“Why can’t I connect to Feluda anymore” is a question that has been nagging me for quite sometime now.
I still remember how my brother and me used to eagerly wait for the newspaperman to deliver “Anandamela” or “ Sandesh” (2 popular Bengali literary magazines for children in 70’s & 80’s) where the Feluda stories used to appear as a series every month during the years when we grew up in Kolkata.
The urge or need to connect to Feluda has slowly melted into a distant past and I can only connect to him through the lens of nostalgia.
Is it simply due to the fact that I have out grown Feluda as I grew up in age or is it because there is something in today’s scenario that desists me from revisiting or reconnecting to Feluda.
A little digging into the past unearths some reasons for this disconnect.
As I pass out of the film school in 1991, I had to struggle with this image on television of an ailing Satyajit Ray holding on to the Oscar that he had won and being sentimental about this award.
For us Feluda emerged from that towering persona of Satyajit Ray. Feluda is an extension of Satyajit Ray. Somehow I could not accept his sentimentalizing the Oscar, and that was the first instance of disconnect. Me and Feluda started gradually drifting apart.
In years after the passing away of Satyajit Ray, every now and then, came a version of Feluda on cinema or television. It is a sordid story of gradual decay. Each of these banal adaptations fossilized Feluda with its mundane representation. As we entered the new millennium, Feluda and I couldn’t connect anymore. Feluda had become a commodity.
Feluda was dead.
This was in a way like not being able to connect to my childhood and had a tragic dimension.
So, now that the last rites of Feluda are done, as an obituary note, let me try and delineate why Feluda was of some value to us.
He was a representation of the idea of the ‘modern’ that trickled down from the first half of 20th century and existed in middle class Kolkata post independence. A rational and analytical mind that is capable of throwing light on the dark corners of our society. He knew his history and was connected to the world around him. He kept himself fit, had no vice and in essence was like an ideal teacher for society. He was young and handsome but wasn’t chasing the pleasures of life that money can buy.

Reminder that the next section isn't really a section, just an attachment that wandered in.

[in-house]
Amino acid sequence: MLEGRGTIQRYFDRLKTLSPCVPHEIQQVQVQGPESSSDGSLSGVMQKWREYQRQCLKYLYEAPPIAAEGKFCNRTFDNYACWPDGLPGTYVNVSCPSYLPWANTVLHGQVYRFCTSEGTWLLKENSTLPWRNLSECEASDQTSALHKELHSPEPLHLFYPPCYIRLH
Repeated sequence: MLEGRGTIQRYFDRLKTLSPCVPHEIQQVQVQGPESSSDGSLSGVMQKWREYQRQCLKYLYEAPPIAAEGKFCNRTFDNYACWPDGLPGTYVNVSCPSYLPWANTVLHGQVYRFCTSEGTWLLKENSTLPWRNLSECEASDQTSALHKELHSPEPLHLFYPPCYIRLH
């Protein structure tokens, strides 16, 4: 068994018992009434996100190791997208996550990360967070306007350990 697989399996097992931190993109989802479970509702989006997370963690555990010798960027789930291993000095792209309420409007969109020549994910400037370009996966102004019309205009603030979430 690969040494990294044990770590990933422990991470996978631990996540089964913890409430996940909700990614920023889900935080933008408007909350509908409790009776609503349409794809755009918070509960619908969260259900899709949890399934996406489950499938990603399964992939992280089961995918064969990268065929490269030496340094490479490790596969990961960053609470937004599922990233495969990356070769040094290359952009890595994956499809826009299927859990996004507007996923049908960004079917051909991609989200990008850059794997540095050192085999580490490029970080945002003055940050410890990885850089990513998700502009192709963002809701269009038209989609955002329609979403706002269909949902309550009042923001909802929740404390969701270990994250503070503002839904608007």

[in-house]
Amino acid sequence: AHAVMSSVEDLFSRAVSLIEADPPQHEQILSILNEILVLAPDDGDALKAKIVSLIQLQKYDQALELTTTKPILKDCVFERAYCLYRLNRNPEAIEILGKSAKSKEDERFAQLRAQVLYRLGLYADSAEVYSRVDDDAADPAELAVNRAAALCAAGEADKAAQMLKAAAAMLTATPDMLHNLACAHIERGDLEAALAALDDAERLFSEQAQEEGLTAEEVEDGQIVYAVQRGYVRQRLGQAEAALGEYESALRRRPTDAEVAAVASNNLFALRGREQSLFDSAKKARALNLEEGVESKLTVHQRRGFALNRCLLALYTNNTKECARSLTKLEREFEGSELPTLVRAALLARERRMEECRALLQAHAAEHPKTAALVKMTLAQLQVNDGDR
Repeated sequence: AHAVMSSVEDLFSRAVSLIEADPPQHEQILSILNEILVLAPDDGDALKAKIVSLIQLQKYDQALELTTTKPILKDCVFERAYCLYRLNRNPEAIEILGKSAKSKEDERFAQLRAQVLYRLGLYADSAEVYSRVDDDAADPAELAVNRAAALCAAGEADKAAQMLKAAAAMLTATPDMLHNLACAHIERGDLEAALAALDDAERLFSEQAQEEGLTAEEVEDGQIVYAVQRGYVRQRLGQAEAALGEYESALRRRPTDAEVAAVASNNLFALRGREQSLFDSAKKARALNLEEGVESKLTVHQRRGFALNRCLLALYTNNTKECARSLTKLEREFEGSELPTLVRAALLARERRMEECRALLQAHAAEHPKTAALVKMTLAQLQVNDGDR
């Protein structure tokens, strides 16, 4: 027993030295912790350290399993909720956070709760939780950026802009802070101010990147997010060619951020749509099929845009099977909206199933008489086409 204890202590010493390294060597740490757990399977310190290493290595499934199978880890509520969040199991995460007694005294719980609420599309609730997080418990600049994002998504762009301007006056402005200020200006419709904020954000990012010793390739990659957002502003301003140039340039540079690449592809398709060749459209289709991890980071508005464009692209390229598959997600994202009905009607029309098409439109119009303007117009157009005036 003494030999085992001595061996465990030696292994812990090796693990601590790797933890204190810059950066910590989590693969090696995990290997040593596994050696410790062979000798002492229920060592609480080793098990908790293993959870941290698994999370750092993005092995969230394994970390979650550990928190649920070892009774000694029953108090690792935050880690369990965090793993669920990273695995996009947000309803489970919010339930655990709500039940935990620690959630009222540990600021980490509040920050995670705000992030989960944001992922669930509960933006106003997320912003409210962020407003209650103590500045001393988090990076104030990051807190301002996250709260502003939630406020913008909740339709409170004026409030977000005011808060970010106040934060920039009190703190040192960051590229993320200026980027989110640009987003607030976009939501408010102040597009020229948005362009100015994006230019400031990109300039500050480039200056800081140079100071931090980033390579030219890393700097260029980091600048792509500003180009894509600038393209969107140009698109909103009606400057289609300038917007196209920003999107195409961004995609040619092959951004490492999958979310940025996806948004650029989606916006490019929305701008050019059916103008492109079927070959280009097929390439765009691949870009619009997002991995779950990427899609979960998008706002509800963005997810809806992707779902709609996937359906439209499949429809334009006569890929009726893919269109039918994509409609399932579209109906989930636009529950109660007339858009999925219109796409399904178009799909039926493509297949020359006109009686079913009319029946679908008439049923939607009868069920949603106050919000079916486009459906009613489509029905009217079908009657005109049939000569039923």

He stood by his family, lived ‘local’ and thought ‘global’.
Feluda’s world was an ideal Man’s world, a world without the complications of the ‘other’; Women. He was not a philanderer and did not need court anybody. In spite of being handsome and healthy, he was not a good candidate for any matrimonial site, as he didn’t chase money. He was more or less like an urban brahmachari who did not don a color or any religious sign.
It is because of Feluda, that I have never been able to perform the ‘banality’ of saying ‘I love you’ to any woman on a lush green monsoon afternoon in a park near the Victoria Memorial in Kolkata.
The master that Satyajit Ray was, his real ideal was represented through a character that appears only occasionally in the narrative: “Sidhu Jyatha”, a senior citizen who was like a mentor to Feluda.
Sidhu Jyata was a reservoir of knowledge and was connected to the world. Whenever in crisis, he was the only person Feluda could go to seeking some advice or wisdom.
If anyone asked him that in spite of all the knowledge that he had gathered why did he not professionally practice something and earn success or fame, he would simply say that he was only interested in doing nothing, living his life in a room at his home with all windows of his mind kept wide open so that light from all sources can enter and keep it illuminated.
It is rare to find a Sidhu Jyatha in our times and will probably be impossible to find him in our future generations.
What has happened to the majority of urban middleclass in our country post Satyajit Ray is a plain and simple regression into darkness sprinkled with irrationality and superstition.
Feluda may be dead, but irrespective of our socio economic compulsions we need to ensure that our future generations can keep the windows to their mind open for the passage of light.